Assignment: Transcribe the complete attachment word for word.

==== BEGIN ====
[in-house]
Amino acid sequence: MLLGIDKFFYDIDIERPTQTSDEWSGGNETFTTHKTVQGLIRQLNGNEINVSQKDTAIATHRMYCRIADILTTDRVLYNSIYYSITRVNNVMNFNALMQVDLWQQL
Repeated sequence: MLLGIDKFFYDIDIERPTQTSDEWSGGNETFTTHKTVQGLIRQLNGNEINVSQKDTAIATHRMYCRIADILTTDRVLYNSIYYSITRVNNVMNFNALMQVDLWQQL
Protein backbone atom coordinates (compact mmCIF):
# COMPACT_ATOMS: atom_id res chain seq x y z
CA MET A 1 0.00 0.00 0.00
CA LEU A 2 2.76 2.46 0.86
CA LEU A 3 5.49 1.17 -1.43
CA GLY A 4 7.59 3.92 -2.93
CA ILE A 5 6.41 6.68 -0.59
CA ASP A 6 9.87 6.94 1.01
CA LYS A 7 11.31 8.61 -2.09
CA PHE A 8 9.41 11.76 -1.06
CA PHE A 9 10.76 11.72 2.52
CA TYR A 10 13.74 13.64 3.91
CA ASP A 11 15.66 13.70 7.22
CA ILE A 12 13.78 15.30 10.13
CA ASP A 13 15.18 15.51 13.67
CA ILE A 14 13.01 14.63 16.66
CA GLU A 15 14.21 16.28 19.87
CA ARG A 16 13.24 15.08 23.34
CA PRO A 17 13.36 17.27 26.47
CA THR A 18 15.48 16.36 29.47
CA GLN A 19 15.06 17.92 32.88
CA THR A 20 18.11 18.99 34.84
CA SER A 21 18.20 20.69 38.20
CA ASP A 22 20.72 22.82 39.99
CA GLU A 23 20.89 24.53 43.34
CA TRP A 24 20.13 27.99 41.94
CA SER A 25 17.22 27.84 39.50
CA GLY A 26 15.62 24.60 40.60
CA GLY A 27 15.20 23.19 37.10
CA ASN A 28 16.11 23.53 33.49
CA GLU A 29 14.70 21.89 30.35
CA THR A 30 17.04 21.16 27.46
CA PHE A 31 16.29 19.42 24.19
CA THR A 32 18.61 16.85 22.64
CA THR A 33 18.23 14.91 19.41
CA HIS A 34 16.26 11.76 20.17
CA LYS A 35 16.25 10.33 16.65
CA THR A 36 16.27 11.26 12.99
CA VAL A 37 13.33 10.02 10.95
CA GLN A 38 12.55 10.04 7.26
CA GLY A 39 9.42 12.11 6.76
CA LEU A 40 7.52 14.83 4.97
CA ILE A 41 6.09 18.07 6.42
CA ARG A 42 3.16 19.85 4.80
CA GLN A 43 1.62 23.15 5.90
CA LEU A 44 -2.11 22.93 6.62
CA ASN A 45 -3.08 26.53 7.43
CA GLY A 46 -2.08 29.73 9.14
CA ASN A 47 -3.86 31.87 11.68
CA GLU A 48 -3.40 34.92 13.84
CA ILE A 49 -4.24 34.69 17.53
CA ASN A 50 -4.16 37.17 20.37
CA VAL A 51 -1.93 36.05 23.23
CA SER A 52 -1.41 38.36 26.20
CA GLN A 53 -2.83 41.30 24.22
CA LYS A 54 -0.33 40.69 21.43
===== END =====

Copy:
[in-house]
Amino acid sequence: MLLGIDKFFYDIDIERPTQTSDEWSGGNETFTTHKTVQGLIRQLNGNEINVSQKDTAIATHRMYCRIADILTTDRVLYNSIYYSITRVNNVMNFNALMQVDLWQQL
Repeated sequence: MLLGIDKFFYDIDIERPTQTSDEWSGGNETFTTHKTVQGLIRQLNGNEINVSQKDTAIATHRMYCRIADILTTDRVLYNSIYYSITRVNNVMNFNALMQVDLWQQL
Protein backbone atom coordinates (compact mmCIF):
# COMPACT_ATOMS: atom_id res chain seq x y z
CA MET A 1 0.00 0.00 0.00
CA LEU A 2 2.76 2.46 0.86
CA LEU A 3 5.49 1.17 -1.43
CA GLY A 4 7.59 3.92 -2.93
CA ILE A 5 6.41 6.68 -0.59
CA ASP A 6 9.87 6.94 1.01
CA LYS A 7 11.31 8.61 -2.09
CA PHE A 8 9.41 11.76 -1.06
CA PHE A 9 10.76 11.72 2.52
CA TYR A 10 13.74 13.64 3.91
CA ASP A 11 15.66 13.70 7.22
CA ILE A 12 13.78 15.30 10.13
CA ASP A 13 15.18 15.51 13.67
CA ILE A 14 13.01 14.63 16.66
CA GLU A 15 14.21 16.28 19.87
CA ARG A 16 13.24 15.08 23.34
CA PRO A 17 13.36 17.27 26.47
CA THR A 18 15.48 16.36 29.47
CA GLN A 19 15.06 17.92 32.88
CA THR A 20 18.11 18.99 34.84
CA SER A 21 18.20 20.69 38.20
CA ASP A 22 20.72 22.82 39.99
CA GLU A 23 20.89 24.53 43.34
CA TRP A 24 20.13 27.99 41.94
CA SER A 25 17.22 27.84 39.50
CA GLY A 26 15.62 24.60 40.60
CA GLY A 27 15.20 23.19 37.10
CA ASN A 28 16.11 23.53 33.49
CA GLU A 29 14.70 21.89 30.35
CA THR A 30 17.04 21.16 27.46
CA PHE A 31 16.29 19.42 24.19
CA THR A 32 18.61 16.85 22.64
CA THR A 33 18.23 14.91 19.41
CA HIS A 34 16.26 11.76 20.17
CA LYS A 35 16.25 10.33 16.65
CA THR A 36 16.27 11.26 12.99
CA VAL A 37 13.33 10.02 10.95
CA GLN A 38 12.55 10.04 7.26
CA GLY A 39 9.42 12.11 6.76
CA LEU A 40 7.52 14.83 4.97
CA ILE A 41 6.09 18.07 6.42
CA ARG A 42 3.16 19.85 4.80
CA GLN A 43 1.62 23.15 5.90
CA LEU A 44 -2.11 22.93 6.62
CA ASN A 45 -3.08 26.53 7.43
CA GLY A 46 -2.08 29.73 9.14
CA ASN A 47 -3.86 31.87 11.68
CA GLU A 48 -3.40 34.92 13.84
CA ILE A 49 -4.24 34.69 17.53
CA ASN A 50 -4.16 37.17 20.37
CA VAL A 51 -1.93 36.05 23.23
CA SER A 52 -1.41 38.36 26.20
CA GLN A 53 -2.83 41.30 24.22
CA LYS A 54 -0.33 40.69 21.43